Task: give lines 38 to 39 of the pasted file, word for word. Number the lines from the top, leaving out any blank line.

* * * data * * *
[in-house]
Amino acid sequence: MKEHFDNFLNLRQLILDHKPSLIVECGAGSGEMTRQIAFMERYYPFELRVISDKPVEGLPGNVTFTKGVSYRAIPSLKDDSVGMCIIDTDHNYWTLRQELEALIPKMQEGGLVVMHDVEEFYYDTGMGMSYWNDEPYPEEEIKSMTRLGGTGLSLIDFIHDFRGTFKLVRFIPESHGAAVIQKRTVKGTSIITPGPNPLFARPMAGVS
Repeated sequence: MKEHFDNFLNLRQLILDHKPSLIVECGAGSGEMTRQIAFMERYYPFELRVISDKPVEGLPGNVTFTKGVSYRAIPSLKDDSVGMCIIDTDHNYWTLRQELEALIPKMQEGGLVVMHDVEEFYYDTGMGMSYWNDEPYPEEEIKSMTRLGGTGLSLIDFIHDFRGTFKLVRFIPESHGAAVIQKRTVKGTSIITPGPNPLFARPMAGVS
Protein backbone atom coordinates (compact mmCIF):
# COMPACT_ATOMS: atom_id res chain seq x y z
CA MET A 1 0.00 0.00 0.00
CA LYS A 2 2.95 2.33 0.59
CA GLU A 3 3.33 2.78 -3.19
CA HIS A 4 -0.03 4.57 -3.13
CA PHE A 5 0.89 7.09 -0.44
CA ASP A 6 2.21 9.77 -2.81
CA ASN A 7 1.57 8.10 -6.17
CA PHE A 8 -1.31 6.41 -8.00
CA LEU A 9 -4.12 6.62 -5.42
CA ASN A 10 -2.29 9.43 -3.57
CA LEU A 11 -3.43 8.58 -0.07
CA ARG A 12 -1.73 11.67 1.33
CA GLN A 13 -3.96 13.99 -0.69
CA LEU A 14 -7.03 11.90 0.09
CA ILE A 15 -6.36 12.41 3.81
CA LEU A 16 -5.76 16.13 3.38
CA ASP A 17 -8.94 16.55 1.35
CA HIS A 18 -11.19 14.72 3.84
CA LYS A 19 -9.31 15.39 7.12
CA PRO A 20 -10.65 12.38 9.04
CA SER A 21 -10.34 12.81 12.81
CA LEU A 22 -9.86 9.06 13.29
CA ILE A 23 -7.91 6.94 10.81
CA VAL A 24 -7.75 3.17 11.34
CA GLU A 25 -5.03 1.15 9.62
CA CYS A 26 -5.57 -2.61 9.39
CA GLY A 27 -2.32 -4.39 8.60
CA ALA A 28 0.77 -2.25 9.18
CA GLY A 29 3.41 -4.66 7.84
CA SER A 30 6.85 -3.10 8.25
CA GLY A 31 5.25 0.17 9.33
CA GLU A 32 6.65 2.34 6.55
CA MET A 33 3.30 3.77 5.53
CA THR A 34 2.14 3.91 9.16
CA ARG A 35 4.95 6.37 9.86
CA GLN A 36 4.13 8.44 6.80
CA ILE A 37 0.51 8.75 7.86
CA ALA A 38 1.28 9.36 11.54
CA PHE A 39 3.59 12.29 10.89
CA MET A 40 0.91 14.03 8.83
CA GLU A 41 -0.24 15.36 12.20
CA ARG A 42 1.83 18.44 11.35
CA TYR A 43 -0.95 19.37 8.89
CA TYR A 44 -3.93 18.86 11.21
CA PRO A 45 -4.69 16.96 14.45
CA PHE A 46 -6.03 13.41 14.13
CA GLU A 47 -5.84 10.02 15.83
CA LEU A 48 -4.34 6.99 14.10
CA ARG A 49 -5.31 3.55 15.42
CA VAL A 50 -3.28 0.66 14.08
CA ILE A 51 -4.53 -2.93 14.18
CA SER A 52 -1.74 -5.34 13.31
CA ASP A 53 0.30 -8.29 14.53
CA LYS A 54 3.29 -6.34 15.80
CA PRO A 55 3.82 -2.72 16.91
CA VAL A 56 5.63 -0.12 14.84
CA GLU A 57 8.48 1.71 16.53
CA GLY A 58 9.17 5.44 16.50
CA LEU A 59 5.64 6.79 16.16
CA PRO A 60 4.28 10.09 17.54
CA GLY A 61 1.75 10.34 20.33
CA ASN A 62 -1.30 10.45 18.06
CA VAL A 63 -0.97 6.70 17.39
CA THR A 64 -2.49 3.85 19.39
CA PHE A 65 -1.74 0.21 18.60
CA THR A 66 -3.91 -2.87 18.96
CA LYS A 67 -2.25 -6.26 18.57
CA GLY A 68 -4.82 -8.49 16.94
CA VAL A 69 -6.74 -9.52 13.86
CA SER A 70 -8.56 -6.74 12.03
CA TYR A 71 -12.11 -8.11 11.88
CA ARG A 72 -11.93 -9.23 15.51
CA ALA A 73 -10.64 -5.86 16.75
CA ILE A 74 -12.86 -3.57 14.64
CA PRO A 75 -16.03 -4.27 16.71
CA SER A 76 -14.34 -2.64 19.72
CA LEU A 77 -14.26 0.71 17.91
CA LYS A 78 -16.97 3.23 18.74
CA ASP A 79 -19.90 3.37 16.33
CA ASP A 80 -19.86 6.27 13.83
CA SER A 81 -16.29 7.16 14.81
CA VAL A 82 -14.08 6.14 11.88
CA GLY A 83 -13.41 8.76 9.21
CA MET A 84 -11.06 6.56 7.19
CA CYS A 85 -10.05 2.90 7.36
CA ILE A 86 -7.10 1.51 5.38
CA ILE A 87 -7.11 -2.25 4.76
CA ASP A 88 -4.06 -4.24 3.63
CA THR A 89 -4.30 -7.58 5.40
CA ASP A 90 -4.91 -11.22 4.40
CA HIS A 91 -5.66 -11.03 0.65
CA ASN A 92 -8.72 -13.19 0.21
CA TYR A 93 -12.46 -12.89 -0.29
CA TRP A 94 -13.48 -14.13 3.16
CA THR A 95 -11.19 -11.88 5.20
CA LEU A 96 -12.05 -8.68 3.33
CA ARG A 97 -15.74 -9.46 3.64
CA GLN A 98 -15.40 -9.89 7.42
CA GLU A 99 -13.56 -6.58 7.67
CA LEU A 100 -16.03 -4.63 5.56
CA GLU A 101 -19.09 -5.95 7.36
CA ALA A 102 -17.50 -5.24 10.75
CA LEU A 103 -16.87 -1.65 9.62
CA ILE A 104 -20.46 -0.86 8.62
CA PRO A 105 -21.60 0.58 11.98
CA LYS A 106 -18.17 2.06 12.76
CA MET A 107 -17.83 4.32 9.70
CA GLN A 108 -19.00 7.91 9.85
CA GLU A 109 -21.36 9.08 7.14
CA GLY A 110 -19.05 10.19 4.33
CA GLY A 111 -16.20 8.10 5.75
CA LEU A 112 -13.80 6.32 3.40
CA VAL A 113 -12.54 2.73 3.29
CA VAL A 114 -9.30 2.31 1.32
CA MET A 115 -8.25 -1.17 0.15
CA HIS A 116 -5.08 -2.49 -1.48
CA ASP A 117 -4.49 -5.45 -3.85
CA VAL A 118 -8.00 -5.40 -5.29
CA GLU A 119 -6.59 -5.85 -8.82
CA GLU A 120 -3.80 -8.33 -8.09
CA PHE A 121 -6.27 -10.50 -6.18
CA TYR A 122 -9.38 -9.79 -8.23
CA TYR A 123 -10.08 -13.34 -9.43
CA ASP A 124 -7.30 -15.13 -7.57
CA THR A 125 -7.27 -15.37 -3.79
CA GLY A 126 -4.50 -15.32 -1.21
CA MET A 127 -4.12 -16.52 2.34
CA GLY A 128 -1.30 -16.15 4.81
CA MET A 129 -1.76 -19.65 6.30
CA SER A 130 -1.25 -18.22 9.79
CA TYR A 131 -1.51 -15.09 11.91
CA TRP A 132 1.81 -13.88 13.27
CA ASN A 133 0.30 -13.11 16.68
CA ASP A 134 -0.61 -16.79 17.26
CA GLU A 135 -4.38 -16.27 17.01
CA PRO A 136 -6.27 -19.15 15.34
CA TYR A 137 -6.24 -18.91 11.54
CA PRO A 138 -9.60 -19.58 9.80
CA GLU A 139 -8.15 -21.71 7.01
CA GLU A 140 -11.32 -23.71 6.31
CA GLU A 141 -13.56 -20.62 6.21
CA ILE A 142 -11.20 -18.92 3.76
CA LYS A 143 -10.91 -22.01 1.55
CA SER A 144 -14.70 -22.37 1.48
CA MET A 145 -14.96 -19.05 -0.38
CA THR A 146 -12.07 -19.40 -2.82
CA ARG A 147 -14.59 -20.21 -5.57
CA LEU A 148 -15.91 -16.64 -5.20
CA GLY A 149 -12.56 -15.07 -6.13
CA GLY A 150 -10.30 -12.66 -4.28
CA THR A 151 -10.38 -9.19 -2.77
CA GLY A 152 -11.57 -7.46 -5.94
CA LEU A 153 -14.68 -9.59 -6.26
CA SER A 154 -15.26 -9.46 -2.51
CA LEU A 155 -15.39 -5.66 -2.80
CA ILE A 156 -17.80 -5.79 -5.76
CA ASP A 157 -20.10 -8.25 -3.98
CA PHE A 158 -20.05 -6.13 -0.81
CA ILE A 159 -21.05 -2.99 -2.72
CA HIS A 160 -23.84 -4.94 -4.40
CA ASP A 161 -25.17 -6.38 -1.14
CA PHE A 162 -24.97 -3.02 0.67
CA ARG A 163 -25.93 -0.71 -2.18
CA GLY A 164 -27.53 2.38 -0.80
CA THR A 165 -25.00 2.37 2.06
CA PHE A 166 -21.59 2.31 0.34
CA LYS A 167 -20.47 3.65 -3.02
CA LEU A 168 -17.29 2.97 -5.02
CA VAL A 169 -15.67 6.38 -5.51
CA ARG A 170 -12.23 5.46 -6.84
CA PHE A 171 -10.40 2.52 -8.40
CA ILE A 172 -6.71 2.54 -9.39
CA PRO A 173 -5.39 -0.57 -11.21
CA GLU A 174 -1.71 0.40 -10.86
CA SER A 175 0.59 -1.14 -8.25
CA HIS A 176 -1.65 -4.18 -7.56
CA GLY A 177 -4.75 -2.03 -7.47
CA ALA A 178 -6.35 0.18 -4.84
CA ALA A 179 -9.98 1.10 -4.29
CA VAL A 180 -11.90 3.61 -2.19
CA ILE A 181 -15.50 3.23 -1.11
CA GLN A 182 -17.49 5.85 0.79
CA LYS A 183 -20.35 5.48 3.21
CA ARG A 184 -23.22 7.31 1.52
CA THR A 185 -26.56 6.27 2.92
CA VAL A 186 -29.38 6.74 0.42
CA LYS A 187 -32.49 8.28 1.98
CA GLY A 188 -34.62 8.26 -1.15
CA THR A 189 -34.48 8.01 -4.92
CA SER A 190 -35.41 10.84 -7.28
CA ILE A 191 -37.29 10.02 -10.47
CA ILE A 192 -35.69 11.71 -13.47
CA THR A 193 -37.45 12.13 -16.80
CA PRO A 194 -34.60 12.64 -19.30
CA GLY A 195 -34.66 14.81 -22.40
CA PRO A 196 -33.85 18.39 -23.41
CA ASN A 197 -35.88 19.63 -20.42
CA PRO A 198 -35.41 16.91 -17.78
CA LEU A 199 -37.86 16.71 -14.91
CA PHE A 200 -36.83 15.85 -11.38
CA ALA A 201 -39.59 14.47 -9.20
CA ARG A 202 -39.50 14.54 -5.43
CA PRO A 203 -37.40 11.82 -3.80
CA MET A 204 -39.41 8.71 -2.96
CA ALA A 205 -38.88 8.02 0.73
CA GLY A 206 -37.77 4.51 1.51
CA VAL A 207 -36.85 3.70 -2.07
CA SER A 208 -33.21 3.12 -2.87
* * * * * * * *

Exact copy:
CA MET A 33 3.30 3.77 5.53
CA THR A 34 2.14 3.91 9.16